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Titan Precision Landing

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Saturn’s moon Titan is the richest laboratory in the solar system for studying prebiotic chemistry, which makes studying its chemistry from the atmosphere to the surface one of the most important objectives in planetary science. Landing dispersions with current technology are hundreds of kilometers wide, precluding safe landing anywhere except the large northern seas and featureless plains. By far the greatest contribution to lander delivery error in past Titan missions has been long parachute descent phases (~ 2.5 hours) from high altitudes (~ 150 km) in high winds with large wind uncertainties; therefore, addressing error during parachute descent is the key to enabling precision landing. Titan’s dense atmosphere and low gravity potentially make guided parachutes or parafoils attractive approaches to achieve large diverts at comparatively low cost; however, such systems have never been used on another planetary body. Position estimation during descent has unique difficulties, because the hazy atmosphere prevents acquiring imagery from orbit with the very high resolution (30 cm/pixel) possible for Mars, where precise navigation for descent can be achieved by real-time matching of descent imagery to high-resolution orbital imagery. This task is addressing the problems of descent navigation and is developing performance models for guided parafoils in the Titan environment.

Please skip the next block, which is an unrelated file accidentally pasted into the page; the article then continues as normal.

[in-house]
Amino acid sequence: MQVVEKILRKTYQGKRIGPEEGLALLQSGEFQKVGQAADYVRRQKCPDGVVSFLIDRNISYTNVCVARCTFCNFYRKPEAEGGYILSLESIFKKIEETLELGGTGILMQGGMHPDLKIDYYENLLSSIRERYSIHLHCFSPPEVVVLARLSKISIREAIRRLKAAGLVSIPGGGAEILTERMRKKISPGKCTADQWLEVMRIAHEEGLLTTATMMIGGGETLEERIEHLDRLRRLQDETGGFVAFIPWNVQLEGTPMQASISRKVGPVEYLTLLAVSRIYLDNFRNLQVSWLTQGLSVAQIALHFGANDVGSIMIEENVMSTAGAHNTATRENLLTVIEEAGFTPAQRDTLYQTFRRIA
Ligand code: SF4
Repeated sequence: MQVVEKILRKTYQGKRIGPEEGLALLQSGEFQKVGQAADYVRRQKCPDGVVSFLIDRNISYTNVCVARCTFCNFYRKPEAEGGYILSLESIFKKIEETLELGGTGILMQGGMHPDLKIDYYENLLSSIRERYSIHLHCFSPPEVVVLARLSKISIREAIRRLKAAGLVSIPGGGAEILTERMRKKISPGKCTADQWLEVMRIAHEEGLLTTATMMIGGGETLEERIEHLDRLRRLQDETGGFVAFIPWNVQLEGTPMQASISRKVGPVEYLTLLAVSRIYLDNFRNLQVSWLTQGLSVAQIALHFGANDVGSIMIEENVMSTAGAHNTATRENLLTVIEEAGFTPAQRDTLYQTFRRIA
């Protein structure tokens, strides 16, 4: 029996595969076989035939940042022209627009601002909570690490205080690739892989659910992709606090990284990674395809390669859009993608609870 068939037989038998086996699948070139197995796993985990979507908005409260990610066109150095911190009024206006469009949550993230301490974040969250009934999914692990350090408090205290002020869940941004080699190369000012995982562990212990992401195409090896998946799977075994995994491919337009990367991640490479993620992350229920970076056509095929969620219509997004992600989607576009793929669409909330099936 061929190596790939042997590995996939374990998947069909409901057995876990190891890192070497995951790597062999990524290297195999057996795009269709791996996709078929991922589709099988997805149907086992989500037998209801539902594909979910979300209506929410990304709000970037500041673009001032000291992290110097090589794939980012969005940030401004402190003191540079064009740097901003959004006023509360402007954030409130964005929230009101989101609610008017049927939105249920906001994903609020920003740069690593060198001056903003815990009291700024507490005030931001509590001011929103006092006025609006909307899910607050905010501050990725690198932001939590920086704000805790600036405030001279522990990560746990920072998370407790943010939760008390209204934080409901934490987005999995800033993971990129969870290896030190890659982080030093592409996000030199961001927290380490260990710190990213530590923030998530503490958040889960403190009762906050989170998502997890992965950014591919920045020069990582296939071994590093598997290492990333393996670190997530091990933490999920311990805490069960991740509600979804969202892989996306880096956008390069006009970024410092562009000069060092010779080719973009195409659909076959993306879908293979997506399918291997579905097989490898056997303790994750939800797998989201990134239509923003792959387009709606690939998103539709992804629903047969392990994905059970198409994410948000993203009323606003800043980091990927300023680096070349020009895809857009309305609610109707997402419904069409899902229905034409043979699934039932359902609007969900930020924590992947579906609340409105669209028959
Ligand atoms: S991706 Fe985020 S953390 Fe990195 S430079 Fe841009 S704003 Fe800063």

Point of Contact:  Larry Matthies - Jet Propulsion Laboratory

Sponsored by:  NASA Space Exploration Technology Directorate (STMD)



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